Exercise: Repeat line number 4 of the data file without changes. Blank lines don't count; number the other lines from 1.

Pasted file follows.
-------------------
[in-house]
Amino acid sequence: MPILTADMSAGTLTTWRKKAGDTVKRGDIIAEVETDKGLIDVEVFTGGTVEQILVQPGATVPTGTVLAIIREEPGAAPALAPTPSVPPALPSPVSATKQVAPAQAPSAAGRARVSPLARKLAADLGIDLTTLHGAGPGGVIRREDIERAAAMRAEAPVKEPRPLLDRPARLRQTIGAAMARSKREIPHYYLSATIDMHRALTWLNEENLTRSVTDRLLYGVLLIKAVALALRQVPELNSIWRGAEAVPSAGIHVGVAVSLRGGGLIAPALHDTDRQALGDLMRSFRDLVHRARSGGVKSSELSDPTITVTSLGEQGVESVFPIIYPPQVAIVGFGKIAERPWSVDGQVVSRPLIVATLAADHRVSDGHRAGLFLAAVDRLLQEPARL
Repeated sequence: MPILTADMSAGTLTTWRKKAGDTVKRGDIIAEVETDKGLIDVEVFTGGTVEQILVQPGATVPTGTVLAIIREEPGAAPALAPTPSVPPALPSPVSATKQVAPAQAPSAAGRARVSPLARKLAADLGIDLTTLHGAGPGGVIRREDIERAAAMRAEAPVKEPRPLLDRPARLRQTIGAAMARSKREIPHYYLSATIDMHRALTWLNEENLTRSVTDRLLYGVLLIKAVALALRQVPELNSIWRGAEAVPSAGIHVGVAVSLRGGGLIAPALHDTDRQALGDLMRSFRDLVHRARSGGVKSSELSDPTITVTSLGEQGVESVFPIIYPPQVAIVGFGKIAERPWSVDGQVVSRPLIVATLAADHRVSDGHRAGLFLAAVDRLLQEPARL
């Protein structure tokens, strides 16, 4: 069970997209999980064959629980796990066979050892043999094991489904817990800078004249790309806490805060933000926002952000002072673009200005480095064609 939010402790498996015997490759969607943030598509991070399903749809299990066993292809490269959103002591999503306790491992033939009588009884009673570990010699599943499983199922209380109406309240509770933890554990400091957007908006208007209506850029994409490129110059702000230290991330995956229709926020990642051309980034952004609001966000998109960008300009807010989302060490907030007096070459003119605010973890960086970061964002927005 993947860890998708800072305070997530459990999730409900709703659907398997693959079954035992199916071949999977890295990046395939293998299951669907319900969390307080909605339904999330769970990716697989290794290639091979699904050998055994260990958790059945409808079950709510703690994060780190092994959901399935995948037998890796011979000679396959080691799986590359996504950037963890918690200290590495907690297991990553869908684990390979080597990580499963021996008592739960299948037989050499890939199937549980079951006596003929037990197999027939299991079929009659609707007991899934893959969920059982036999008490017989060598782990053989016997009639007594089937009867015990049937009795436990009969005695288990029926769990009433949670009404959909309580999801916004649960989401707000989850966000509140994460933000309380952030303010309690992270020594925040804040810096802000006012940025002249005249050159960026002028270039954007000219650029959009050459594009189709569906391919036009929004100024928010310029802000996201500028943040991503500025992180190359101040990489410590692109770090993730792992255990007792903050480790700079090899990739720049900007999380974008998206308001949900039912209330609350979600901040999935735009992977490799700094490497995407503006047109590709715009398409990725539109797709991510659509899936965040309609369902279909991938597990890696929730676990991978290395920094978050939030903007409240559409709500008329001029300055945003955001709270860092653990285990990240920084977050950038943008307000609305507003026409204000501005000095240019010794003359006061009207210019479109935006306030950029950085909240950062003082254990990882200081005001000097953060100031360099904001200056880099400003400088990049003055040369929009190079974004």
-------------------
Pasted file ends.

């Protein structure tokens, strides 16, 4: 069970997209999980064959629980796990066979050892043999094991489904817990800078004249790309806490805060933000926002952000002072673009200005480095064609 939010402790498996015997490759969607943030598509991070399903749809299990066993292809490269959103002591999503306790491992033939009588009884009673570990010699599943499983199922209380109406309240509770933890554990400091957007908006208007209506850029994409490129110059702000230290991330995956229709926020990642051309980034952004609001966000998109960008300009807010989302060490907030007096070459003119605010973890960086970061964002927005 993947860890998708800072305070997530459990999730409900709703659907398997693959079954035992199916071949999977890295990046395939293998299951669907319900969390307080909605339904999330769970990716697989290794290639091979699904050998055994260990958790059945409808079950709510703690994060780190092994959901399935995948037998890796011979000679396959080691799986590359996504950037963890918690200290590495907690297991990553869908684990390979080597990580499963021996008592739960299948037989050499890939199937549980079951006596003929037990197999027939299991079929009659609707007991899934893959969920059982036999008490017989060598782990053989016997009639007594089937009867015990049937009795436990009969005695288990029926769990009433949670009404959909309580999801916004649960989401707000989850966000509140994460933000309380952030303010309690992270020594925040804040810096802000006012940025002249005249050159960026002028270039954007000219650029959009050459594009189709569906391919036009929004100024928010310029802000996201500028943040991503500025992180190359101040990489410590692109770090993730792992255990007792903050480790700079090899990739720049900007999380974008998206308001949900039912209330609350979600901040999935735009992977490799700094490497995407503006047109590709715009398409990725539109797709991510659509899936965040309609369902279909991938597990890696929730676990991978290395920094978050939030903007409240559409709500008329001029300055945003955001709270860092653990285990990240920084977050950038943008307000609305507003026409204000501005000095240019010794003359006061009207210019479109935006306030950029950085909240950062003082254990990882200081005001000097953060100031360099904001200056880099400003400088990049003055040369929009190079974004």